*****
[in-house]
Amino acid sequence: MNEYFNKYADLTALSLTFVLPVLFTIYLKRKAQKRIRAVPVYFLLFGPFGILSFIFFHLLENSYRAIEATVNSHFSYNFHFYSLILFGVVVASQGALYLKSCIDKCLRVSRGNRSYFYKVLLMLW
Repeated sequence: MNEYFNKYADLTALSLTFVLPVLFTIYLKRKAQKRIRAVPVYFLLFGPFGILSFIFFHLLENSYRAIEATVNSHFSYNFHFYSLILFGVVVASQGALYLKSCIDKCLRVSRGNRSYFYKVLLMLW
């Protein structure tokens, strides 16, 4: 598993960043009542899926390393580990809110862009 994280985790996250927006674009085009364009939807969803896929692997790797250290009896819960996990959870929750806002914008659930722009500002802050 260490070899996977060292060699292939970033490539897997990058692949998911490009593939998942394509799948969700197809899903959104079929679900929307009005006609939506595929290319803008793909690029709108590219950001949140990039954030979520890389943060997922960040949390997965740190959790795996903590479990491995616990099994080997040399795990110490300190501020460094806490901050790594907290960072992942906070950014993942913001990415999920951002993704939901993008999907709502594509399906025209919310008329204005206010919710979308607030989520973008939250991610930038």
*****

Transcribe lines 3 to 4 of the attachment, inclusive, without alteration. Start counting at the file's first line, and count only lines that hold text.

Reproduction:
Repeated sequence: MNEYFNKYADLTALSLTFVLPVLFTIYLKRKAQKRIRAVPVYFLLFGPFGILSFIFFHLLENSYRAIEATVNSHFSYNFHFYSLILFGVVVASQGALYLKSCIDKCLRVSRGNRSYFYKVLLMLW
């Protein structure tokens, strides 16, 4: 598993960043009542899926390393580990809110862009 994280985790996250927006674009085009364009939807969803896929692997790797250290009896819960996990959870929750806002914008659930722009500002802050 260490070899996977060292060699292939970033490539897997990058692949998911490009593939998942394509799948969700197809899903959104079929679900929307009005006609939506595929290319803008793909690029709108590219950001949140990039954030979520890389943060997922960040949390997965740190959790795996903590479990491995616990099994080997040399795990110490300190501020460094806490901050790594907290960072992942906070950014993942913001990415999920951002993704939901993008999907709502594509399906025209919310008329204005206010919710979308607030989520973008939250991610930038």